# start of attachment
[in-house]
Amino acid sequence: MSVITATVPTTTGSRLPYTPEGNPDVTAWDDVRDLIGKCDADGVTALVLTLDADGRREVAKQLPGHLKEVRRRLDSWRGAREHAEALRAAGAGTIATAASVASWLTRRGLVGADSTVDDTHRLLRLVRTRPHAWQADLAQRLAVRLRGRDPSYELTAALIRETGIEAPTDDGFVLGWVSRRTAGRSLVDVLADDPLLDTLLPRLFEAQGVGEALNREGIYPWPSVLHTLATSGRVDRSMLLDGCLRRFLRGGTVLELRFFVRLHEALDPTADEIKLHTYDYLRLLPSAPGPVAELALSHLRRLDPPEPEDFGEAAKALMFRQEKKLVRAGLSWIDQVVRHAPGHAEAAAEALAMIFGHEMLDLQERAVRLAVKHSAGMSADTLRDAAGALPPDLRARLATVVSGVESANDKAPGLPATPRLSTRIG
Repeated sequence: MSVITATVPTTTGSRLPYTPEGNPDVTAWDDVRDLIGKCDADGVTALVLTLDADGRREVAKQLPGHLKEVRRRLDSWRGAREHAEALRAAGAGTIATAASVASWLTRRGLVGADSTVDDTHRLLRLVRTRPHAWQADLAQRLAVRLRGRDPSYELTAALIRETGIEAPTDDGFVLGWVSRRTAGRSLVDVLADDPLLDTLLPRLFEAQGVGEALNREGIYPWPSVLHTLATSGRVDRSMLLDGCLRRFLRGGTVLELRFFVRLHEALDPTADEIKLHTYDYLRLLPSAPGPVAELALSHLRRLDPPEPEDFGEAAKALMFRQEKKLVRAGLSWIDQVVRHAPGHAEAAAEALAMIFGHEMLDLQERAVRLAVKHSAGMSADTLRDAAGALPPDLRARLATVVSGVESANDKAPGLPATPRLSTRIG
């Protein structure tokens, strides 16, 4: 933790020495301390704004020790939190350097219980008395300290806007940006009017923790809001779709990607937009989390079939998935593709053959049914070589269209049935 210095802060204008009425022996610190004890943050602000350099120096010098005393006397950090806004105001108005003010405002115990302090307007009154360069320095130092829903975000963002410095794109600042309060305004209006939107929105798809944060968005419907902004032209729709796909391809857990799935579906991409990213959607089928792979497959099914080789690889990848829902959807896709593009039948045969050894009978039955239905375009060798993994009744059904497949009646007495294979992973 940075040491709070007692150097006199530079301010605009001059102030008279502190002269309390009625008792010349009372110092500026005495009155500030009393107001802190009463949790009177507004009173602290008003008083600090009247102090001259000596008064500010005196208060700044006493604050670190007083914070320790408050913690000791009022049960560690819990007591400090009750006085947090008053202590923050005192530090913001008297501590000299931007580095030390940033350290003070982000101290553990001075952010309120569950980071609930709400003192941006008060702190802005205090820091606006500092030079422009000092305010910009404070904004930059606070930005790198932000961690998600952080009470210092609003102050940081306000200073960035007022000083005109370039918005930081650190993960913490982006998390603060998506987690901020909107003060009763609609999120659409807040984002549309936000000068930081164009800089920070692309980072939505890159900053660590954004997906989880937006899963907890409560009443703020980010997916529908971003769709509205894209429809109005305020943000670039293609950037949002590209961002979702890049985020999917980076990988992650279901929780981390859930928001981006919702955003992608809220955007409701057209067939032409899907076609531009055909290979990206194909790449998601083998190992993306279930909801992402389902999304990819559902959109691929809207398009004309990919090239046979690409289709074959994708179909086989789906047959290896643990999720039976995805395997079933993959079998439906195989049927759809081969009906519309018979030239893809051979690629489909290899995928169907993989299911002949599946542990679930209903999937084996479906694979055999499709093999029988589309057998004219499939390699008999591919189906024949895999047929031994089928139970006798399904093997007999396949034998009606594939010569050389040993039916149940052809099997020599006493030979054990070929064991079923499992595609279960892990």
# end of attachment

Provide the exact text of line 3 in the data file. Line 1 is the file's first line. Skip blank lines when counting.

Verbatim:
Repeated sequence: MSVITATVPTTTGSRLPYTPEGNPDVTAWDDVRDLIGKCDADGVTALVLTLDADGRREVAKQLPGHLKEVRRRLDSWRGAREHAEALRAAGAGTIATAASVASWLTRRGLVGADSTVDDTHRLLRLVRTRPHAWQADLAQRLAVRLRGRDPSYELTAALIRETGIEAPTDDGFVLGWVSRRTAGRSLVDVLADDPLLDTLLPRLFEAQGVGEALNREGIYPWPSVLHTLATSGRVDRSMLLDGCLRRFLRGGTVLELRFFVRLHEALDPTADEIKLHTYDYLRLLPSAPGPVAELALSHLRRLDPPEPEDFGEAAKALMFRQEKKLVRAGLSWIDQVVRHAPGHAEAAAEALAMIFGHEMLDLQERAVRLAVKHSAGMSADTLRDAAGALPPDLRARLATVVSGVESANDKAPGLPATPRLSTRIG